Yes, there are many factors involved in the success (or lack of) at any football club and it could have easily all gone just as wrong for Potter as for Rowett. But where Potter and Jones are different to Rowett is in their approach to the club environment and the wider community as a whole. Potter proved this in the way he went about his job at Östersunds FK which saw him achieve three promotions back to the Swedish top flight within the space of just five years, Swedish Cup success a year after that and eventually a Europa League tie against Arsenal in 2017. Nathan Jones implemented this philosophy too and reaped the rewards at Luton within just a few years. Gary Rowett only ever appeared to be interested in one man. And that man was Gary Rowett.


As we all know in football, hindsight is a wonderful thing. And whilst Graham Potter now takes another swift step up in his career, it appears that Stoke City may have a second chance at unearthing a potential new managerial gem with Nathan Jones. For Stoke City fans, next season is all about where we place our faith. How long can a fan base, currently drunk on power after successfully crucifying three Managerial Messiahs in as many years, keep faith with a man who promises a team that they can be proud of ten years down the line? Anyone can have a long-term vision. But in order for it to be realised there needs to be sufficient progress and improvement in the short term to buy the good grace to achieve it.


I’m sure Nathan Jones is well aware of this and that there is already a lot of work being done in the background that, you would hope, has been going on for quite a while now. It’s hard to overstate how crucial this summer is if Nathan Jones is to see his own personal vision and belief in what he can achieve ever come to fruition. And he has a number of difficult tasks ahead of him. Not only does he need to make the right sort of recruitment from his point of view for the type of team he wants to craft, he has to do it with the same recruitment staff that have let Stoke City down so badly in the past. I think most fans would agree that even Mark Cartwright himself must question how and why he is still in a job at Stoke City.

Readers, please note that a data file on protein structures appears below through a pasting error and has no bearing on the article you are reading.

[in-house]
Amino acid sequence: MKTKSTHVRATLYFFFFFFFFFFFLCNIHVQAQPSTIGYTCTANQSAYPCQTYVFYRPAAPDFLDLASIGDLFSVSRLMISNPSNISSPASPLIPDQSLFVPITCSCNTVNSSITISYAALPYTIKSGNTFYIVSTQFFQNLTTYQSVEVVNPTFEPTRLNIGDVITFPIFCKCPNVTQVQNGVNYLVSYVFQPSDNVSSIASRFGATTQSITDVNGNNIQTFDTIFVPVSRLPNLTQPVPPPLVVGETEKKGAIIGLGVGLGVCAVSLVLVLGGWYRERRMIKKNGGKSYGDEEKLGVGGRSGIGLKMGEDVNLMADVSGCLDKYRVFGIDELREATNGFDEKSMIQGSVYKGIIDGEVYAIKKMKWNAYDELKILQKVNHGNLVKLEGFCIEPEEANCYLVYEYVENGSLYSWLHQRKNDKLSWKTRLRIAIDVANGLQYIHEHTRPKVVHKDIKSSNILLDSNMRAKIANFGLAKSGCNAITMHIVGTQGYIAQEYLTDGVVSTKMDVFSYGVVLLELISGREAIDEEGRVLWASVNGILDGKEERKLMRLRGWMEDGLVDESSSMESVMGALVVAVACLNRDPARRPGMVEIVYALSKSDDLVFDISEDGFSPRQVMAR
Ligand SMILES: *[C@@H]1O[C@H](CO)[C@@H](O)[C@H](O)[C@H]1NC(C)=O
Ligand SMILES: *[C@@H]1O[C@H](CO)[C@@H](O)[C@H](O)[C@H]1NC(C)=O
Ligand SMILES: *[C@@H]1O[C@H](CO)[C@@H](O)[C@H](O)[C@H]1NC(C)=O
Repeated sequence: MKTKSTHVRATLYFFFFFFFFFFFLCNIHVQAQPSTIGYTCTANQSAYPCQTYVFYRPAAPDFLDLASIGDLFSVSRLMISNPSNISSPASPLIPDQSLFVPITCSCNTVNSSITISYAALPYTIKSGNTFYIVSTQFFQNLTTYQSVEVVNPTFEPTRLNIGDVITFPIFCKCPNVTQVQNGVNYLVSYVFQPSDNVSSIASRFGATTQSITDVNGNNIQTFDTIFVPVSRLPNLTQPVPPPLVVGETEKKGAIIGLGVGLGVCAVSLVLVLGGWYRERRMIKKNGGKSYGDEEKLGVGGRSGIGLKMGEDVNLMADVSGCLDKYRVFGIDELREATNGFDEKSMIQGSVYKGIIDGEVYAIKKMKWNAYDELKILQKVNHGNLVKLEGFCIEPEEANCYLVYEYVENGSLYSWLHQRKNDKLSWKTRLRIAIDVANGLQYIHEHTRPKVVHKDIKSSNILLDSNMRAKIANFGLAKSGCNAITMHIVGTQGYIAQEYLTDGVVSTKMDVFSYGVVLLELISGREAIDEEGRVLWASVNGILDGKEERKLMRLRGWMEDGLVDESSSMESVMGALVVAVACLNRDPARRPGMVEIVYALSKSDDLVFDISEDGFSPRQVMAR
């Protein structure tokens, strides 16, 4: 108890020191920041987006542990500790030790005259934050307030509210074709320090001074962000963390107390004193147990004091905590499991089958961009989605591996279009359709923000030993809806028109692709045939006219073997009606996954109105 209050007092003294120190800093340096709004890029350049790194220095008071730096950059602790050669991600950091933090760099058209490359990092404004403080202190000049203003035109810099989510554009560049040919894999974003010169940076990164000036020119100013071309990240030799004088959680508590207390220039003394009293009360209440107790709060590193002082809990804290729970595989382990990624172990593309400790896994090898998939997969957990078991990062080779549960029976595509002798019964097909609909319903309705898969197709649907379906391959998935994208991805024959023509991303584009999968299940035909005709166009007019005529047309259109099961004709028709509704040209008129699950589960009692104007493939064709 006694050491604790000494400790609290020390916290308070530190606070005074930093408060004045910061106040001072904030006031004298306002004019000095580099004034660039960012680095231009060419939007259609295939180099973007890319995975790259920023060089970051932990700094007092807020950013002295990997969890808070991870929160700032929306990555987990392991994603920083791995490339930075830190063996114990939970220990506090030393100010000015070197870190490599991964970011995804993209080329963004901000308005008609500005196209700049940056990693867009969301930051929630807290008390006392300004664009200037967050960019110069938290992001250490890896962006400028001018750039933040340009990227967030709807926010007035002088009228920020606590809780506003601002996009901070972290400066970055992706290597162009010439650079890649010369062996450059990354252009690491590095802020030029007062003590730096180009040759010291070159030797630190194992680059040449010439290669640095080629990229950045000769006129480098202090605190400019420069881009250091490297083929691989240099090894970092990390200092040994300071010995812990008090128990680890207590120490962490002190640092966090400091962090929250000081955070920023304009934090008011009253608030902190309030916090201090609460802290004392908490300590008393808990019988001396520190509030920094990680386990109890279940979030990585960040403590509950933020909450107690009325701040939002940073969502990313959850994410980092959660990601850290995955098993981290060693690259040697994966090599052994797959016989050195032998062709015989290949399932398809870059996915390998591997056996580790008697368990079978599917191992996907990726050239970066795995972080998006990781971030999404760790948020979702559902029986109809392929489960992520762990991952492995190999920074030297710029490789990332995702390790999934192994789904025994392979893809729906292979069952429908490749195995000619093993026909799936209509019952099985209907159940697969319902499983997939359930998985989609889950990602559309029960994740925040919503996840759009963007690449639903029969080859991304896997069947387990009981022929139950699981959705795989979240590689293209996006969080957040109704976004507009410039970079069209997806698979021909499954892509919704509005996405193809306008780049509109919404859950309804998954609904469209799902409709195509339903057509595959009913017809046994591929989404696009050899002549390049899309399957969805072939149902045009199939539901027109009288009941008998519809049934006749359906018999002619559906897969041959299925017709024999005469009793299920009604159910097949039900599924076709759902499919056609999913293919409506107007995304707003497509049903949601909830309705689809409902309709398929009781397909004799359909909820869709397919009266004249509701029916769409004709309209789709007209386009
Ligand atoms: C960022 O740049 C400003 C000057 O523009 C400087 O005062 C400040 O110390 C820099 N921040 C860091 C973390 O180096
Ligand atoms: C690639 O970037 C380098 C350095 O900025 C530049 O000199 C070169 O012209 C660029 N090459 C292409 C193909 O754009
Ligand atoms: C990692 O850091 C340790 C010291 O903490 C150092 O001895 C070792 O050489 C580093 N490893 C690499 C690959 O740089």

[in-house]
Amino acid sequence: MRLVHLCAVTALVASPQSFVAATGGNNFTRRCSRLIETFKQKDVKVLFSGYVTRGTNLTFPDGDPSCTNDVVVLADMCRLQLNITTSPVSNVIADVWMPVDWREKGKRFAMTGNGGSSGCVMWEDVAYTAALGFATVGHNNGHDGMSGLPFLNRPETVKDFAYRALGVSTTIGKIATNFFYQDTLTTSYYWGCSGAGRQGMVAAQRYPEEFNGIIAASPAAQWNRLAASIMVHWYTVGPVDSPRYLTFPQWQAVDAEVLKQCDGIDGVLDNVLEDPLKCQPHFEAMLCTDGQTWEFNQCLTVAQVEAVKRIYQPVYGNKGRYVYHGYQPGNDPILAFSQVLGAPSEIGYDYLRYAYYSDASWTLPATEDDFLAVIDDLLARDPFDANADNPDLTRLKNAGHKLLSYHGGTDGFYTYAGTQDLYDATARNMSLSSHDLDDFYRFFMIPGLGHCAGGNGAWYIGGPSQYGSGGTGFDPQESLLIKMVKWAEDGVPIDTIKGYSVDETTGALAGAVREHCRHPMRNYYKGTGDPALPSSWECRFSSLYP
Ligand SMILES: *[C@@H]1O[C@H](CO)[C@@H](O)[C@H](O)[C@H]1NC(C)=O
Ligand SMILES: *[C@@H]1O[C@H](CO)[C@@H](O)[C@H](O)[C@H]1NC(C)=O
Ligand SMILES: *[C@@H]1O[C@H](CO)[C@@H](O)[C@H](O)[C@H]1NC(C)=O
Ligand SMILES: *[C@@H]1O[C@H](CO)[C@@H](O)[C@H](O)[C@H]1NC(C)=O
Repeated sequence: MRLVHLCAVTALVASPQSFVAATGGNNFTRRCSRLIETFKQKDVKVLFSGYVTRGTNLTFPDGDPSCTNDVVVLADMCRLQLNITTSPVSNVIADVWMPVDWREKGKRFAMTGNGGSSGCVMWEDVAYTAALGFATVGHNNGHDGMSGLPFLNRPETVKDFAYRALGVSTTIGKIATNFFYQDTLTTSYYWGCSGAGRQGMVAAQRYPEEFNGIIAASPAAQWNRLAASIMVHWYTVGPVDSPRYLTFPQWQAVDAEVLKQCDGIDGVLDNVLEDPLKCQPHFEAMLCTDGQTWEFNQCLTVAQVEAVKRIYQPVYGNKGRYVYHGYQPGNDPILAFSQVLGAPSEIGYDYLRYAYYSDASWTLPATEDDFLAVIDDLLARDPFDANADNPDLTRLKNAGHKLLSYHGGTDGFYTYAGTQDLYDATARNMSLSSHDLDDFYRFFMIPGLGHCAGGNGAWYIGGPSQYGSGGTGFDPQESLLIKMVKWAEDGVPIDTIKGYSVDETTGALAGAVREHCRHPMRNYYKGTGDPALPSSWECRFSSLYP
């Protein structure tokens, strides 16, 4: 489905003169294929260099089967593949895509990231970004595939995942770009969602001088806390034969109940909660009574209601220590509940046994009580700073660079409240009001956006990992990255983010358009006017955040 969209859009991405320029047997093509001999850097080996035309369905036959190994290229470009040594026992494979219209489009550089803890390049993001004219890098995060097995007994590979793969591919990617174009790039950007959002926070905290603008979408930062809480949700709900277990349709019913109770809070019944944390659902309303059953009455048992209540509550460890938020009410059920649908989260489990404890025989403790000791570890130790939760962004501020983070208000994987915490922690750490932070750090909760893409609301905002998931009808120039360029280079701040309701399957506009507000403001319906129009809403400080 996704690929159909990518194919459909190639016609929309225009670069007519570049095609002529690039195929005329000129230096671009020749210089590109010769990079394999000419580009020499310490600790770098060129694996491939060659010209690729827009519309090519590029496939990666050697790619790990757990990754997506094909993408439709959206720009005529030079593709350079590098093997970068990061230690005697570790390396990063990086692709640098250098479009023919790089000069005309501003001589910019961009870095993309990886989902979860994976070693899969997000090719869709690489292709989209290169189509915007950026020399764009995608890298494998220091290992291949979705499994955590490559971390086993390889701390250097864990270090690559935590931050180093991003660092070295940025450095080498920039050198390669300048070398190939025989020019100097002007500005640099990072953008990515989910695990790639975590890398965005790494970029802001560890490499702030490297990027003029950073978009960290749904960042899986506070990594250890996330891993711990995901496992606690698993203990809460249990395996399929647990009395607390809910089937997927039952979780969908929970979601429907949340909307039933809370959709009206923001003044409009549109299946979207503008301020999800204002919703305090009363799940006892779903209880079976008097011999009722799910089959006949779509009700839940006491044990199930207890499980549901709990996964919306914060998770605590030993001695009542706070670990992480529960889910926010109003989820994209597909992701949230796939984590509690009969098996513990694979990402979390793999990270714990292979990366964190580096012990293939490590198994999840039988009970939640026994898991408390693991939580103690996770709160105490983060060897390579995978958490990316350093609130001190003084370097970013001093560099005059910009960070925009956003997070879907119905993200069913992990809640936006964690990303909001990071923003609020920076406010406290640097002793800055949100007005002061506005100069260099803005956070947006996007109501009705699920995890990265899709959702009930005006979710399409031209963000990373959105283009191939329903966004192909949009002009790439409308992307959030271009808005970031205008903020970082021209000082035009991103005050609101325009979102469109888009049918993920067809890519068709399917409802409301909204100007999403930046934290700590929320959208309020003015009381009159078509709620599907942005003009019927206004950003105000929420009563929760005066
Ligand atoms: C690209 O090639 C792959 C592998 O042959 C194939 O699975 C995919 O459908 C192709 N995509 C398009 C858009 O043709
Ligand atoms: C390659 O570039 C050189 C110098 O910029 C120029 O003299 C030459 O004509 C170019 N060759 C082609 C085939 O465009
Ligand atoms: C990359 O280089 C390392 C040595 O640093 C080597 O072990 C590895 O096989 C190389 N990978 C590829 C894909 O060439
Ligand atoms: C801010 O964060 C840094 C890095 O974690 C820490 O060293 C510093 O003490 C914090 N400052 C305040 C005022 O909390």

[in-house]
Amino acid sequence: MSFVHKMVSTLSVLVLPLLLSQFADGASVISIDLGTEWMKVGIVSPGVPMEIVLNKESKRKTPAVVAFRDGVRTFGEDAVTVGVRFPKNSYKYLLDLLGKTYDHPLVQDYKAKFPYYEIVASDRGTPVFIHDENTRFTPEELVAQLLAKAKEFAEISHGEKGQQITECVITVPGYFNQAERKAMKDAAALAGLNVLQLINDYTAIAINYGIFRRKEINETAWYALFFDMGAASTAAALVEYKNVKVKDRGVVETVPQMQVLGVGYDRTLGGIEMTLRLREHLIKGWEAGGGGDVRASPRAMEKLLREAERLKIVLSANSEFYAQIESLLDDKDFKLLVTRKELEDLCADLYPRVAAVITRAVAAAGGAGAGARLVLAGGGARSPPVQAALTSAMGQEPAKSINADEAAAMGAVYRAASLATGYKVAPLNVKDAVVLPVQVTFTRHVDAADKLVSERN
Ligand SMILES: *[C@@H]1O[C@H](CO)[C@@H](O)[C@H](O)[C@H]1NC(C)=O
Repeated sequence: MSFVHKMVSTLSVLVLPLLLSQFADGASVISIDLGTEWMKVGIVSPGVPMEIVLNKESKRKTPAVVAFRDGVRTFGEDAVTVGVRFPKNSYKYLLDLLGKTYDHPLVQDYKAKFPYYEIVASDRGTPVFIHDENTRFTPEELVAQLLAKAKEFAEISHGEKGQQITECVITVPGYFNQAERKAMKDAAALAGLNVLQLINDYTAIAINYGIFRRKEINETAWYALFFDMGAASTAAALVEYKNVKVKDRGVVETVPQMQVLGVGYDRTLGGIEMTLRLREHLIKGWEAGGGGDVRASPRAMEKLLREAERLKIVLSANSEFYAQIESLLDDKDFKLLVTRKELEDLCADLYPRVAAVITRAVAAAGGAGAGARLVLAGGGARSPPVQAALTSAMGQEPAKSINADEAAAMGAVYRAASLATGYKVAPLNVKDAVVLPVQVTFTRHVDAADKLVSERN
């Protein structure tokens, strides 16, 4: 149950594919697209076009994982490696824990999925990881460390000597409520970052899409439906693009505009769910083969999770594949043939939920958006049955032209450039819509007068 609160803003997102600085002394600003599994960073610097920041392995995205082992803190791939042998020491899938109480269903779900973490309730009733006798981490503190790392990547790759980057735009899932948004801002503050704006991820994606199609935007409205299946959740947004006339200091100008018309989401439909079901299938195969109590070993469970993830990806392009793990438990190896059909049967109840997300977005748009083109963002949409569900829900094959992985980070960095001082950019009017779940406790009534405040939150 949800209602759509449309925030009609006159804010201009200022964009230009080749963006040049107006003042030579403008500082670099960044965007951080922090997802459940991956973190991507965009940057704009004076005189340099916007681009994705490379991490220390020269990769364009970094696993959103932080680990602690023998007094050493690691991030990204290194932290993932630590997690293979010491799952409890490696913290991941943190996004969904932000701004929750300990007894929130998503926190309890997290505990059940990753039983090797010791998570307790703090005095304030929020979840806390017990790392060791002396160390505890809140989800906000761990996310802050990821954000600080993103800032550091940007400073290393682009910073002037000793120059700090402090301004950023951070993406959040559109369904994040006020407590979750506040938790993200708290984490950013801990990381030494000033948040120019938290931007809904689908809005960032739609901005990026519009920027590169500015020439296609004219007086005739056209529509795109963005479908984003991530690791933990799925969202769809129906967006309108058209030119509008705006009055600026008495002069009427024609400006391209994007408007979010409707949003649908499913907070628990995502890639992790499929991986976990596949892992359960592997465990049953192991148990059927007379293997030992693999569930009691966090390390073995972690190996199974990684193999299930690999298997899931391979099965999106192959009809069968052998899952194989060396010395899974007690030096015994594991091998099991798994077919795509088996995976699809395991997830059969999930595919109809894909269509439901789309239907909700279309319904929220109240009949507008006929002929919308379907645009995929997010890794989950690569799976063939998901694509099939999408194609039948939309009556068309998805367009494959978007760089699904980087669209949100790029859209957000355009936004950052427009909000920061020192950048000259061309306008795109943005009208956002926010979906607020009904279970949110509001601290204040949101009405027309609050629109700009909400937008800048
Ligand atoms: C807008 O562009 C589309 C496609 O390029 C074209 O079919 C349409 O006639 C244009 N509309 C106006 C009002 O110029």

Another issue Jones faces has also been caused by Mr. Cartwright and that is shipping out millions upon millions of pounds worth of bad apples that no one in their right minds much surely want to pay a penny for. Wimmer, Imbula, N’daiye… The list goes on and on and the outlay for these players from the Coates family is eye watering. Add to this the ageing players who are shadows of their former selves (who on Earth is looking to take Diouf off of our hands?) and there are millions of pounds of losses to be cut at best just to get the squad trimmed down and players wages off of our books. The £12m walking, idiotic-enigma that is Saido Berahino has recently had his contract terminated for a drink driving change which could be just the first of many huge transfer fees that won’t be recuperated in any way before the season starts.


Just how successfully Nathan Jones and the board can offload these players and replace them with the hard working, athletic and talented individuals that they have promised us this summer will be a crucial factor in how next season plays out. Get it right, and I believe we could be pushing for a play-off place at the very least. Get it wrong and supporters’ patience will soon start wearing thin and we will start looking ever more at a long-term banishment in the lower leagues.


One thing is for sure though, whatever happens with the board, Nathan Jones and our summer recruitment, we won’t have any success unless the fans see this summer as a clean slate and get behind the team early doors. We have had such an influence at our home ground for such a long time. But the same set of fans that hauled our team through the first few seasons in the Premier League with their intimidation of opposition such as Arsenal are also capable of plunging our own team into deeper and deeper despair with their, understandable, frustration and criticism. We can have a hugely positive impact on our team and the players at the start of next season, whoever they end up being. All it requires, is a bit of faith…